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Remembering Basement Food

By Bob Gunovick

If you are old enough to remember the Second World War, and your parents were immigrants from Croatia, chances are the basement of your home played a very important part of your daily lives. Besides the obvious – wine making – the basement was a hub of many other cooking and eating activities for the family.

I grew up in a typical Croatian community in Ruston (Tacoma), close to the Asarco Smelter where my father and many other Croatian men worked. Within a square mile there were five Croatian “Ma & Pa” grocery stores where the families all lived in the same building as the store. In the 1920’s the immigrants of Ruston built a Croatian Hall called the Ruston Slavonian Hall, and for decades, all of the fun Croatian activities took place there, meetings, dinners, dances, etc.

To get back to basement food – to a Croatian immigrant, a basement was very important and if a house didn’t have one, quite often they dug one! That is exactly what my Father did and in 1945 he dug under our house until he found a rather big obstacle – a huge six-foot granite rock right in the middle of the basement. This then became not only my father’s problem, but a Croatian neighborhood problem with all of his Dalmatian buddies giving him advice on how to get rid of the rock. After three months they finally cracked it and carried the pieces into the garden which he used for decoration. He then made the basement complete with a cement floor, a stove, washing machine, tool bench, shower, shelves etc. Then the wine-making tools- the barrels, and the jugs were put into production and thus began a yearly event of buying the grapes, crushing them, fermenting and bottling, and then when the wine was ready, comparing his wine with his friends’ home-made wines!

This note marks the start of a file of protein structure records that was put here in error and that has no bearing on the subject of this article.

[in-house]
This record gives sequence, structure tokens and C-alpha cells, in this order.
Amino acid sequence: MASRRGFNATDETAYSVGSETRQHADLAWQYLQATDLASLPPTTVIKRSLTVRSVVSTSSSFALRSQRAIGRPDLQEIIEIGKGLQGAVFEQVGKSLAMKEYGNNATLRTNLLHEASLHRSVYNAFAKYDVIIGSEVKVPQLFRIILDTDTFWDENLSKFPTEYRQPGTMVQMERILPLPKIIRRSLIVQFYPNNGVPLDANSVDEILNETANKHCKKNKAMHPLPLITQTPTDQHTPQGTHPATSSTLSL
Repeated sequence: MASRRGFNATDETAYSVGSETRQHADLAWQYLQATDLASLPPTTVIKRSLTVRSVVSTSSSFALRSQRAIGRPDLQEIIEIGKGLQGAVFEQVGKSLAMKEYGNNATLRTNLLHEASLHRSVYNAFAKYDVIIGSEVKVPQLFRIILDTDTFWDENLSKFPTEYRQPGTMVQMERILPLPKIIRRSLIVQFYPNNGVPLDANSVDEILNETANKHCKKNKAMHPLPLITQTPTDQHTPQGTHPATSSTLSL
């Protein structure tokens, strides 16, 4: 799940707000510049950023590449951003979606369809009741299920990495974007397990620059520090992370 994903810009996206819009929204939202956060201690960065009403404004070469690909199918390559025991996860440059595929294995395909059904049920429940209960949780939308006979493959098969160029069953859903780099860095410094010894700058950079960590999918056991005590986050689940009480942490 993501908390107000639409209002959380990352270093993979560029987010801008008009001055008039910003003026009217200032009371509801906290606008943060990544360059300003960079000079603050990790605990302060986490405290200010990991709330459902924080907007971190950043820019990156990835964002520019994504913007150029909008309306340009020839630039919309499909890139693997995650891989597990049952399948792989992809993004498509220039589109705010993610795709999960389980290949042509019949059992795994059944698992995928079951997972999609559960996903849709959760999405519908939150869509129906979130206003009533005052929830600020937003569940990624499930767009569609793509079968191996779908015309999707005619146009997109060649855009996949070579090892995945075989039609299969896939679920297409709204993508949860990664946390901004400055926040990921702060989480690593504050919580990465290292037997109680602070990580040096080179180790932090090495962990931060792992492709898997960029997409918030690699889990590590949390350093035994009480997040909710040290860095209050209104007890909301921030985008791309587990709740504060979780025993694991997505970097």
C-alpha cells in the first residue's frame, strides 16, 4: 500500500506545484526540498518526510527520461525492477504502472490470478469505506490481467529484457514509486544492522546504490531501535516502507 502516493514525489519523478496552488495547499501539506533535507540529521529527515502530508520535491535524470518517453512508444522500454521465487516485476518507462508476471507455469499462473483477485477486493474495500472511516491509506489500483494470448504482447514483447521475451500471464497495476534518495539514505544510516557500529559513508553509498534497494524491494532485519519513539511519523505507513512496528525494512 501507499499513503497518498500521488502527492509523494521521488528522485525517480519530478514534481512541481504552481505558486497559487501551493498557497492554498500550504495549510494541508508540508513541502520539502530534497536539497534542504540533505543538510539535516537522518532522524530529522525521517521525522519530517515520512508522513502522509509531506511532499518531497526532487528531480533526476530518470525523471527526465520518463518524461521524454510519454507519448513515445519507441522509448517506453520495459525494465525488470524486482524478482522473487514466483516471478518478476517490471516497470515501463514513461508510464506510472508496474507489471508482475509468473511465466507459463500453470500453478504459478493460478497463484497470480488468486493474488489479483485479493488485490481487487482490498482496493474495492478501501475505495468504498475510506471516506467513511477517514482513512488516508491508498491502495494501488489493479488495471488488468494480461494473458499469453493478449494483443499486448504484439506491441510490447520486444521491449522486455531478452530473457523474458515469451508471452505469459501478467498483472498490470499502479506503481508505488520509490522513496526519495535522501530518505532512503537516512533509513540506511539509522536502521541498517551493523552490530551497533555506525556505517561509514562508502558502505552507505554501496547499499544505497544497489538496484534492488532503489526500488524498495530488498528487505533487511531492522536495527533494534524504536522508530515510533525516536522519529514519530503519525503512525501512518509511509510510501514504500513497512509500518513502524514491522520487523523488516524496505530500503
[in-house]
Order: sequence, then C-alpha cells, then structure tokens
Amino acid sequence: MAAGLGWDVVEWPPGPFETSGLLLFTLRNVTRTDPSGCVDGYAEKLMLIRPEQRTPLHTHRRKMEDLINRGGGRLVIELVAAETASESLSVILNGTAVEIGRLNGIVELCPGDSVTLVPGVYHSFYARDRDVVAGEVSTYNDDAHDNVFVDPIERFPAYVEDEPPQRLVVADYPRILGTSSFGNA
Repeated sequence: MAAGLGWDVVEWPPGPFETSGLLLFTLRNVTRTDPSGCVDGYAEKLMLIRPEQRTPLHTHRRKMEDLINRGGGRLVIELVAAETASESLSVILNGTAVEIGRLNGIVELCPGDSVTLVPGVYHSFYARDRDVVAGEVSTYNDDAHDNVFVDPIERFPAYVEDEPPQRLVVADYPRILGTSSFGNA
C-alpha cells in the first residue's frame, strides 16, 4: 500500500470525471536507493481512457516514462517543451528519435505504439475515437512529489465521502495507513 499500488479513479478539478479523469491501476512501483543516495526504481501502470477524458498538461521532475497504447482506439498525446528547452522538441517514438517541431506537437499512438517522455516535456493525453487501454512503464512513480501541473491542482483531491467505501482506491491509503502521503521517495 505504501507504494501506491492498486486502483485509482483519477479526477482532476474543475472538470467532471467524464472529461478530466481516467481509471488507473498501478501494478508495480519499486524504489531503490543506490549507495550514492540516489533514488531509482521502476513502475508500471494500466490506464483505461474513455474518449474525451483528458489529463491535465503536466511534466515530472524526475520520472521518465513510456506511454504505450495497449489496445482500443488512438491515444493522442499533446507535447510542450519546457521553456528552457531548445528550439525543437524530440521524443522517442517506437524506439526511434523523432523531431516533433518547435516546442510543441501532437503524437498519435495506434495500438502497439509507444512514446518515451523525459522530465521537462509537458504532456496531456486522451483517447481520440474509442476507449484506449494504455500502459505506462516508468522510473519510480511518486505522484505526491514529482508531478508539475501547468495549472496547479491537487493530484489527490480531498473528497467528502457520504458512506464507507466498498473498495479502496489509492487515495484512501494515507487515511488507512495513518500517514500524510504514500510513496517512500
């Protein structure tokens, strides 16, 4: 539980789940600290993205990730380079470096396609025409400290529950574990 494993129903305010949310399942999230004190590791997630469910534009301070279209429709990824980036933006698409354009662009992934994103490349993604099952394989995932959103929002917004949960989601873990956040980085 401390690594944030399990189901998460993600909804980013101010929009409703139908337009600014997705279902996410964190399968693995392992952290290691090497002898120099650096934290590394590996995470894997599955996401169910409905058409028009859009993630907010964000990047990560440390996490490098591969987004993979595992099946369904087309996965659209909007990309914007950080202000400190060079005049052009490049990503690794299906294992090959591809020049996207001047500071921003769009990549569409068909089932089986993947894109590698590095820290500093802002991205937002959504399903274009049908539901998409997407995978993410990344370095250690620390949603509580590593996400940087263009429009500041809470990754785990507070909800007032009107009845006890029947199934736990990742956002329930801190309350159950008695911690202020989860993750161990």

Other “basement food” activities involved my Mother cooking many meals on that basement stove, which was an old wood stove that was moved down to the basement. It was originally in our kitchen but replaced with a new “electric” stove after the basement was built! She would cook strong smelling foods like bakalar, fish, kale, and cabbage down there. We had pancakes on Friday nights and the basement was a perfect place to pickle cabbage heads for sarma-making and a wonderful retreat to cool off during hot summer days. My Mother also canned fruit and vegetables in the summer and stored the completed jars on shelves. During the winter, this is where she hung up the washing to dry. No driers in those days! After my father dug the basement, it became a hub of activity for all of our family. I have great memories of the meals my Mother fixed in the basement. Somehow, the food just tasted better on that old wood stove! Digging that basement and the problems dealing with that monster rock, referred to in the neighborhood as “Matt’s Rock”, certainly was a very important event in our lives – people talked about it years later.

My Father, Matt Gunovick was president of the Croatian Fraternal Union (CFU) Lodge 246, for 17 years. When he passed away in 1987, he was a 72 year member.

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